2.12 was a very good start as far as I was concerned. But then how amazed was I when half an hour later another one took my bait. This one only scraped two pounds but still two twos in under an hour seemed good going for a first shot at a new venue and it didn't stop there.
After catching some small but very stocky sub pound fish that I knew had a very good set of genetics on them I landed another good fish of 2.6lb.

Time was flying by with the capture of a bunch of immaculate perch and my constant feeding and the rewards at that moment seemed amazing. Sometimes on commercials I have found myself fishing for a single bite from the right species in a plethora of bites from the wrong species. Today however they were crawling up the line. I feel I must say at this point that I had in fact landed several largish roach and skimmer as well as the perch, so it wasn't all perch purity.
I finished up landing two more fish over two pounds before time got the better of me and I had to make tracks. But this new lake had dug its hooks into me and having seen what it had to offer I couldn't wait to come back and see if it held what I suspected it could.
It was a week before I could return what with the weather and work. There was no messing round this time looking for spots so I headed straight back to the scene of the last good session. With my float still set at depth from before it was just a case of kicking starting the swim with a little feed then casting out. I stuck to the previous baiting pattern and after the initial feed I kept a constant stream of small amount of baits trickling in. This I think is more to attract the silver fish rather than the perch, which in turn attract the perch to their activity.
Now although I didn't catch anywhere as near as many fish in the second session I did catch three more fish just over two pounds. In doing so a small bit of paranoia crept into my mind, 'were there any repeaters?' Though I did no trophy shots of this second trio, I did take some net shots. Looking back the fish were worryingly similar, even having the same pattern of stripes, but by comparing similar shots differences began to appear, as the next two photos show.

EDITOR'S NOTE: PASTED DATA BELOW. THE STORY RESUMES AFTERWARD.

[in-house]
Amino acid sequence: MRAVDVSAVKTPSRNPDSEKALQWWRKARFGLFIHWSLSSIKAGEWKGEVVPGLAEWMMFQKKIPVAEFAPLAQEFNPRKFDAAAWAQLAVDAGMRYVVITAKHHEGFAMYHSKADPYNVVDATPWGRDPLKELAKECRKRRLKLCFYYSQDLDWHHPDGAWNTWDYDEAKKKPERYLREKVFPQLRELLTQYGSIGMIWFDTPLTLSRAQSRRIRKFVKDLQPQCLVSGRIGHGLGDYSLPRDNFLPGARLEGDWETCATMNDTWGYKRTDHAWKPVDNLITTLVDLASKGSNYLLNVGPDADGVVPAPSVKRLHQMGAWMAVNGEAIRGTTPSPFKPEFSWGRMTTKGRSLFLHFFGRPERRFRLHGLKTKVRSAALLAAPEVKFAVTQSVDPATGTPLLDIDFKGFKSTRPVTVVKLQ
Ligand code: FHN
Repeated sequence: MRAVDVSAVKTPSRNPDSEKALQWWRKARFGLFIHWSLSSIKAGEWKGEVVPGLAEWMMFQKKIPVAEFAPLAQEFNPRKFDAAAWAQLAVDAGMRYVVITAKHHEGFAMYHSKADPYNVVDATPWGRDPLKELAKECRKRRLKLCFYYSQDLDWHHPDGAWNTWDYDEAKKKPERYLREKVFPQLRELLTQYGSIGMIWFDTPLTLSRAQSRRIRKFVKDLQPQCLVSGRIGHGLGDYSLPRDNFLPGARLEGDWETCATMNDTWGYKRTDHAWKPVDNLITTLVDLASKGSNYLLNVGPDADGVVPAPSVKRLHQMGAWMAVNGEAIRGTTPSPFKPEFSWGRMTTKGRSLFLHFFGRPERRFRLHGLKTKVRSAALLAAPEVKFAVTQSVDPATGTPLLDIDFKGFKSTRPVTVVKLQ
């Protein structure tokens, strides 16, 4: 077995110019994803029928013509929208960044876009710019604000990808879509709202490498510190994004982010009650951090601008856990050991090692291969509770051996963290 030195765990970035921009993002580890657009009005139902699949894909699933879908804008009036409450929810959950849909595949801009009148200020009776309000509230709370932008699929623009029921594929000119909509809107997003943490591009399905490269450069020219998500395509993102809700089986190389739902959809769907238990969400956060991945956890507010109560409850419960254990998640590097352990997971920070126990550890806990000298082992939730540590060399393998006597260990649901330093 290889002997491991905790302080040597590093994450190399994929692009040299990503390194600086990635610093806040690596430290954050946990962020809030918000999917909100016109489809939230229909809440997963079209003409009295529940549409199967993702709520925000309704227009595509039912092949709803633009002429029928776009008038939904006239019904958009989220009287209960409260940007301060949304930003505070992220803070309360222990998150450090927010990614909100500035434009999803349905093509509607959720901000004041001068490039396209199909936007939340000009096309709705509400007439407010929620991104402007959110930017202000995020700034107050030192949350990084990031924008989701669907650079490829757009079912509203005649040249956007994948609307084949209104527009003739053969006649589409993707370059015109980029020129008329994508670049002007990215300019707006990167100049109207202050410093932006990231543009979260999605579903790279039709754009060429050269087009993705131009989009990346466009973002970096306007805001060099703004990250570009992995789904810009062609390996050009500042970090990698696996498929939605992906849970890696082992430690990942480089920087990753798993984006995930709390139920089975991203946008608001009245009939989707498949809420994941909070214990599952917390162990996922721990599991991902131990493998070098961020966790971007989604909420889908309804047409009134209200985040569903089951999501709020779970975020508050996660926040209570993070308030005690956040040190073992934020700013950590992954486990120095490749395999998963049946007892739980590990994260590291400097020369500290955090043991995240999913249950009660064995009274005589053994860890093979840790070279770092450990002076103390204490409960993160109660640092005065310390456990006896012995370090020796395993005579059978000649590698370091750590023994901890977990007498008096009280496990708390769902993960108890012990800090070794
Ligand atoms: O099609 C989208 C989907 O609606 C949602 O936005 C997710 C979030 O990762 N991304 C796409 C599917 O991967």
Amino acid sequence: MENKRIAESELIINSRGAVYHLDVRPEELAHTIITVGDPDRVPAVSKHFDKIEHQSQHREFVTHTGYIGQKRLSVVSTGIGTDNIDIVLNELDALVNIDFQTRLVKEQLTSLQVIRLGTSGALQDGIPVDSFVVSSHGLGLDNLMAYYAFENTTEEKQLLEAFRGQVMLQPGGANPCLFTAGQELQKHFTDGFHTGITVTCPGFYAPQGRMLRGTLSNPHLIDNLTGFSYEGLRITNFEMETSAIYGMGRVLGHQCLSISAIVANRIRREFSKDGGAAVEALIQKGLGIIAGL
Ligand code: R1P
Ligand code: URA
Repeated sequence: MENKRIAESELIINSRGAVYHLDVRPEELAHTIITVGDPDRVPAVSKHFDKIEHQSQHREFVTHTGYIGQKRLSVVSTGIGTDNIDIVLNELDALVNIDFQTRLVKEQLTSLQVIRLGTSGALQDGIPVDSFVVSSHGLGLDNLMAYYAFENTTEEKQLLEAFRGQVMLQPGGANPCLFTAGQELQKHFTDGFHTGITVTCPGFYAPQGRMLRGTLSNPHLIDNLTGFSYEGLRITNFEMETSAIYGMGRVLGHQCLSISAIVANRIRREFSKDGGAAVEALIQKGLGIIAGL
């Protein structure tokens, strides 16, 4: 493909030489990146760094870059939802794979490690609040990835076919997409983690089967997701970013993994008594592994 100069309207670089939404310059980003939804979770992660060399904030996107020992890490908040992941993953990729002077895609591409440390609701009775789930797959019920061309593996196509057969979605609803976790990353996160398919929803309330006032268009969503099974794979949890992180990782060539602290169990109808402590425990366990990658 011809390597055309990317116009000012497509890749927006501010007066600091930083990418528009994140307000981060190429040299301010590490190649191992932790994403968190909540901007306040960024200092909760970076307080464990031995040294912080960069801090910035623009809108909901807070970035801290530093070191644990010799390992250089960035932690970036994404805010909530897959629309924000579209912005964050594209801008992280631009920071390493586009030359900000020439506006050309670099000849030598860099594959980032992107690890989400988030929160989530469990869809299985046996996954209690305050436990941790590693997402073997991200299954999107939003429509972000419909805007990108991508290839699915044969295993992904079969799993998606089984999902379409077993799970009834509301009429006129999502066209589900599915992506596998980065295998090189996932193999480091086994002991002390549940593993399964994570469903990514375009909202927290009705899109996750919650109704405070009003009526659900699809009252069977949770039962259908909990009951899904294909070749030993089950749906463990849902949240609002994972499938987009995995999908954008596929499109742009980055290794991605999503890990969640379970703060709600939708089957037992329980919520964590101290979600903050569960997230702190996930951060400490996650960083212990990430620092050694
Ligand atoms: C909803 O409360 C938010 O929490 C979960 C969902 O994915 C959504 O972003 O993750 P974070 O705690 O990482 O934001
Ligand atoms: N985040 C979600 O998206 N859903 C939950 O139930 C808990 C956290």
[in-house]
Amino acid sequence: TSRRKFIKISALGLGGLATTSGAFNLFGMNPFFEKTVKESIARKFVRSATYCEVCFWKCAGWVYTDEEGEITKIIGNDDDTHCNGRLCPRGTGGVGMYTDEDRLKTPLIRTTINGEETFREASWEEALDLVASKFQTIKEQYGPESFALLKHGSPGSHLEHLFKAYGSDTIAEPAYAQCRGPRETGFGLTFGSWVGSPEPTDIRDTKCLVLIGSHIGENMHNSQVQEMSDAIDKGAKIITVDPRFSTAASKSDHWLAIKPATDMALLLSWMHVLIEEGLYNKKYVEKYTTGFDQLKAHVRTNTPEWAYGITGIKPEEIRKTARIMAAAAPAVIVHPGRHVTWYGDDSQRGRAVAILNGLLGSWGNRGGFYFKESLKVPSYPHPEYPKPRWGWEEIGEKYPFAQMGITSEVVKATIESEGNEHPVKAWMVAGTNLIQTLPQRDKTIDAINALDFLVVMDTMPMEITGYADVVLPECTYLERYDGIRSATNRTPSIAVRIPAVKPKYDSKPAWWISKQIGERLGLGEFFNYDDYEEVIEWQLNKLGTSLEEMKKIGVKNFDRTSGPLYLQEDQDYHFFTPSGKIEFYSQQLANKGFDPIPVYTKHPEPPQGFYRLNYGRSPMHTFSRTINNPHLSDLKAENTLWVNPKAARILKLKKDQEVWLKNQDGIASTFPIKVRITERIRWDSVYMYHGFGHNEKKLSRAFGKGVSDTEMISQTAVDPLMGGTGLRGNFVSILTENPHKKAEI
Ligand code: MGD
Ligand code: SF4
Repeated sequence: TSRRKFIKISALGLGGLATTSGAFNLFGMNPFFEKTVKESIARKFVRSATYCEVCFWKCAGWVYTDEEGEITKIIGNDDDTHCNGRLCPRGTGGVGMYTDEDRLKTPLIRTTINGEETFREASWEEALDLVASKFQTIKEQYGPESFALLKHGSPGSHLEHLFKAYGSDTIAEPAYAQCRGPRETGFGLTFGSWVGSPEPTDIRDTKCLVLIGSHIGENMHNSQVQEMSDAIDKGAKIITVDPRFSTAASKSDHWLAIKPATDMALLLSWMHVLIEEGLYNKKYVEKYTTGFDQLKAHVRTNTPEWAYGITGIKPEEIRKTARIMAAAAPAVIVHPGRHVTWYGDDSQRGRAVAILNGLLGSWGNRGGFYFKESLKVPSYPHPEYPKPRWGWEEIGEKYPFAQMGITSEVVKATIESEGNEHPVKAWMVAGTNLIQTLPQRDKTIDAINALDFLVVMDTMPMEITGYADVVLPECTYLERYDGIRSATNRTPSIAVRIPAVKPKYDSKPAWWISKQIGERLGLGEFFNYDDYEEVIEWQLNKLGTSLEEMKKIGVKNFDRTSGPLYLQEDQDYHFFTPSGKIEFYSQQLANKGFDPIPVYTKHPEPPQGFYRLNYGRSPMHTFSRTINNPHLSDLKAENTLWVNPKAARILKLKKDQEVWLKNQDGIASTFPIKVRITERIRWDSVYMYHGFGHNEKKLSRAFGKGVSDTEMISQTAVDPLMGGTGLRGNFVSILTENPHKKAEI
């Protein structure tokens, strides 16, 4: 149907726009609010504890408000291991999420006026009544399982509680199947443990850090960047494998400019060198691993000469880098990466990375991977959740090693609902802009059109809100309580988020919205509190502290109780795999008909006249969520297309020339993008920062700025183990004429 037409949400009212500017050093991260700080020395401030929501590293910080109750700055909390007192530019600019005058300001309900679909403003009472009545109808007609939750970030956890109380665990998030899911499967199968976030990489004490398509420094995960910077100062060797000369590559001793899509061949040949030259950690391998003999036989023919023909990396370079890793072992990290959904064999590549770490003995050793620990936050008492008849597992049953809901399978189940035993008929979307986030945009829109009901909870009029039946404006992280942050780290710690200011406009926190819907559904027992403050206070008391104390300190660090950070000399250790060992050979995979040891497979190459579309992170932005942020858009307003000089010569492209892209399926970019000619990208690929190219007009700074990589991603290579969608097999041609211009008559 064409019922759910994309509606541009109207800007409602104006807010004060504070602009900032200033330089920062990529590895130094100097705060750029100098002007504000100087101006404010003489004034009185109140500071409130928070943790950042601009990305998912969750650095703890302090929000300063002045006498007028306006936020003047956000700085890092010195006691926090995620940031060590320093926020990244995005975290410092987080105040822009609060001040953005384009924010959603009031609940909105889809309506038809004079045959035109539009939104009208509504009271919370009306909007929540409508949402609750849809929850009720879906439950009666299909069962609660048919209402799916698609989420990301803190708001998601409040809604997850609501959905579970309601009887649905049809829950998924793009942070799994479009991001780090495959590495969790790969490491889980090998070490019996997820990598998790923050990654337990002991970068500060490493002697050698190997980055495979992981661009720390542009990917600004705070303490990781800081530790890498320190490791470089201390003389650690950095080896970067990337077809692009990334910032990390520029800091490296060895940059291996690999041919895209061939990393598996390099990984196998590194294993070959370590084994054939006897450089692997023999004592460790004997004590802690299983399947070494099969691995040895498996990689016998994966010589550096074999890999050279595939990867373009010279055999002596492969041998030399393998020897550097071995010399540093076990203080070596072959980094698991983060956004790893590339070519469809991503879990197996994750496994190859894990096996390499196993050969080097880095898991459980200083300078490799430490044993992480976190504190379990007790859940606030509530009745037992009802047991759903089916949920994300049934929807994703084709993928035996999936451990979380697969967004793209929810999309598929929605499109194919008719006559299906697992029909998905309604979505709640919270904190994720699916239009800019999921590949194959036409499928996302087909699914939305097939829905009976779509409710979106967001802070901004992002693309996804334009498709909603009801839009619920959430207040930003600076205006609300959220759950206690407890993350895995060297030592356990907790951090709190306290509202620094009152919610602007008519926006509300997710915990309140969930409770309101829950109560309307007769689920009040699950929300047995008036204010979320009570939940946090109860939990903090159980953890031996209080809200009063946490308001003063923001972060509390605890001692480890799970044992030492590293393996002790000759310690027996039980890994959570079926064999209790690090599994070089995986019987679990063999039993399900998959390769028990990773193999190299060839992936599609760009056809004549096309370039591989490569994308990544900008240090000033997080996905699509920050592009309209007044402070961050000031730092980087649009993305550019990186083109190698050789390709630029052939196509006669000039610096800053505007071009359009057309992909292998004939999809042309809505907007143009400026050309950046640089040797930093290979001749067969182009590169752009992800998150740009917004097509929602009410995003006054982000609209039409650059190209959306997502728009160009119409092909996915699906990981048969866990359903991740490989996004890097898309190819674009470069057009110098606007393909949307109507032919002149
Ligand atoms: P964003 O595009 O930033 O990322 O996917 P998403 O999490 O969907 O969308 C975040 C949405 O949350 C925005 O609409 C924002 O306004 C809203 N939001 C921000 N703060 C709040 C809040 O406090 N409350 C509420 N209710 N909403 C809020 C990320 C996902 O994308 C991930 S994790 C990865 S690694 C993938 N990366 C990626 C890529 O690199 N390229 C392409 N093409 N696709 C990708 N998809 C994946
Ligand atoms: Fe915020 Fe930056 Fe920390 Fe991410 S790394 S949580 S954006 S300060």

Ignoring the different light levels both look very similar, but it's the fins that differentiate them. The bottom fish has a split in its tail and a tiny spot at the front of its anal fin, whereas the top fish has straight white bar down the front of its anal fin. The first fish also has some pitted markings just above its mouth. Apart from these incidental differences the fish it seems are the same shape, especially with their small heads and distinct hump just behind the head, as did all the other fish I caught. I checked as best I could and am convinced that in fact all eight decent fish are different fish. Furthermore after comparing them all it is obvious they are all closely related. The weights are so close that I would go as far as to say they could well be the same year class.

Honestly I am really pleased with this new pool and the results that have come in two very short sessions. Given the numbers of willing perch patrolling this pool and their good average size this pool might have an amazing future ahead of it! And it leaves me with a serious target... their mother.